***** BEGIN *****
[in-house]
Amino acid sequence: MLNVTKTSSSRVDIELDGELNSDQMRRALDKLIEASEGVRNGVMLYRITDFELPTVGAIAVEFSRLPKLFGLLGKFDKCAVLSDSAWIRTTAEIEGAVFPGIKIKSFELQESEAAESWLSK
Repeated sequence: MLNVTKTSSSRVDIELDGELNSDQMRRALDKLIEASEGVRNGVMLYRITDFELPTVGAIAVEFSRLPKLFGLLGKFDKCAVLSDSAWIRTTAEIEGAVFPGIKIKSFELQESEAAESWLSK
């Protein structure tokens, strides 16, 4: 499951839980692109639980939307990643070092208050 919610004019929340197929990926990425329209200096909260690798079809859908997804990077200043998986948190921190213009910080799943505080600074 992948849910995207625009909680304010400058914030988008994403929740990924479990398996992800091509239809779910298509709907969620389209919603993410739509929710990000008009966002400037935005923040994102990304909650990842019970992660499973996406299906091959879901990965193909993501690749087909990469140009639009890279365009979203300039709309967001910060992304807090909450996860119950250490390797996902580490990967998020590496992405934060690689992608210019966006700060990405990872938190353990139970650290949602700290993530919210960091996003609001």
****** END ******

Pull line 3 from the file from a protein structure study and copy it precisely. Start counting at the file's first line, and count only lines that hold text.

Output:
Repeated sequence: MLNVTKTSSSRVDIELDGELNSDQMRRALDKLIEASEGVRNGVMLYRITDFELPTVGAIAVEFSRLPKLFGLLGKFDKCAVLSDSAWIRTTAEIEGAVFPGIKIKSFELQESEAAESWLSK